BOSTON July 1, 2008 A study by researchers at the Joslin Diabetes Center has shown that adherence to prescribed dietary recommendations is associated with better glucose control in children with type 1 diabetes.
"In recent years, diabetes management has been focused around new medications and technologies," said Lori Laffel, M.D., senior author of the paper, which is published in the July issue of Diabetes Care. "In this study, we were encouraged to identify the unique importance of diet on blood sugar control in children and teens with type 1 diabetes."
Laffel is Chief of Joslin Diabetes Center's Pediatric, Adolescent and Young Adult Section and an Investigator in the Joslin Section on Genetics and Epidemiology.
The study surveyed the parents of 119 children and teens ages 9-14 years and asked how closely they followed prescribed dietary behaviors, such as estimating carbohydrate intake, matching the child's insulin dose to carbohydrate intake and the quality of the diet itself, in terms of intake of sweets and fats.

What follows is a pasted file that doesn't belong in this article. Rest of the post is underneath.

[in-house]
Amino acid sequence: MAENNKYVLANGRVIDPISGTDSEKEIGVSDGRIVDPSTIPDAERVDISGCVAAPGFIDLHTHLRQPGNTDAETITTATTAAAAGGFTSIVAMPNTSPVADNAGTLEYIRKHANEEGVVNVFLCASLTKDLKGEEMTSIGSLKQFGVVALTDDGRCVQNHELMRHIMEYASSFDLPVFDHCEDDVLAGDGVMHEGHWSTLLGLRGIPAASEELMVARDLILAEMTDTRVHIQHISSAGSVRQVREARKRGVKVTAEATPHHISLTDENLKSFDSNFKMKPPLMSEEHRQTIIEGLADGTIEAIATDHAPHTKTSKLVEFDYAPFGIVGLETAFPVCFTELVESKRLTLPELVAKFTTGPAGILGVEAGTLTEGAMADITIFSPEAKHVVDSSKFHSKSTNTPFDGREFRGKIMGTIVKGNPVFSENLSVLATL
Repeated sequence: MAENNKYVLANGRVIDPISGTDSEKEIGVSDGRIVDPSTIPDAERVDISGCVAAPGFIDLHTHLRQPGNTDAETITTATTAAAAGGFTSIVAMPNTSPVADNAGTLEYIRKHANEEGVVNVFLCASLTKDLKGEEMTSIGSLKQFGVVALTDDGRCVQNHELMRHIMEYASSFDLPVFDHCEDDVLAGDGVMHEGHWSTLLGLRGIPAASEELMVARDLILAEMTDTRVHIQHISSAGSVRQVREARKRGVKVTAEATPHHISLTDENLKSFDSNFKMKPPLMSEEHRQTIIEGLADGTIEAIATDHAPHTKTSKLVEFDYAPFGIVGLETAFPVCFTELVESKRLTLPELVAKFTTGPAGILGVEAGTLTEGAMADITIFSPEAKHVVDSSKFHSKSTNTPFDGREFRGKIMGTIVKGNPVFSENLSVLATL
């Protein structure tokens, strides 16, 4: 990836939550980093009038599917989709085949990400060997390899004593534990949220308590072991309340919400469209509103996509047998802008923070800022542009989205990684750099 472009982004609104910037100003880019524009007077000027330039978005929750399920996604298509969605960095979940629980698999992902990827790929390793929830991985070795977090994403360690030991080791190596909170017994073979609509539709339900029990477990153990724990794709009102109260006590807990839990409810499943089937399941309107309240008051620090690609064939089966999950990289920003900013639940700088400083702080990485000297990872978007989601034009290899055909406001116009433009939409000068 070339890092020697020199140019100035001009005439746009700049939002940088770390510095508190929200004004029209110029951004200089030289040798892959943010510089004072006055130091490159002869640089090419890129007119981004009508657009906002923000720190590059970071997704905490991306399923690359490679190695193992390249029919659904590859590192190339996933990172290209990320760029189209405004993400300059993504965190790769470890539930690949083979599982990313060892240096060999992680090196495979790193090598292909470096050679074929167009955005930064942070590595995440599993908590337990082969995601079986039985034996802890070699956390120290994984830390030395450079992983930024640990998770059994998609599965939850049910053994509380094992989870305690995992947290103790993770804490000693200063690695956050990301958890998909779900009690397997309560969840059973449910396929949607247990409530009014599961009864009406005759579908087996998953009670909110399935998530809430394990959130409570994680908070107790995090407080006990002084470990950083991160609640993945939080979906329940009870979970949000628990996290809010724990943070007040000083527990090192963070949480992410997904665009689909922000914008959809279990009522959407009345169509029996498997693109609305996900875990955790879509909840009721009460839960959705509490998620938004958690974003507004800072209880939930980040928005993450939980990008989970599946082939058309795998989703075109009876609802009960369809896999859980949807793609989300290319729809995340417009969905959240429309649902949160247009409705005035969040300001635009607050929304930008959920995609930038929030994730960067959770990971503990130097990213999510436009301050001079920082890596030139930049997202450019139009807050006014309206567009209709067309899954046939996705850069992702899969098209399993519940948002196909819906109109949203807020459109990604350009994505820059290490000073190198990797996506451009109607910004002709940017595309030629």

Subjects who most closely adhered to the dietary recommendations had lower A1C levels a measurement of average blood glucose deemed the best way to estimate overall glucose control. Lower A1C levels mean better glucose control.
Children who adhered closely or fairly closely to the prescribed dietary recommendations showed an A1C level of up to almost a full point lower than those who were least adherent. Those who adhered the least had an average A1C of 9 percent, while those who adhered more closely to the recommendations had an average A1C between 8.1 and 8.4 percent, depending on their level of adherence.
The A1C difference of between 0.6 and 0.9 is considered significant, according to Sanjeev Mehta, M.D., lead author and a Joslin staff physician and research associate, who noted that lowering A1C scores is associated with a significant reduction in risk of diabetes-related complic
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Joslin Diabetes Center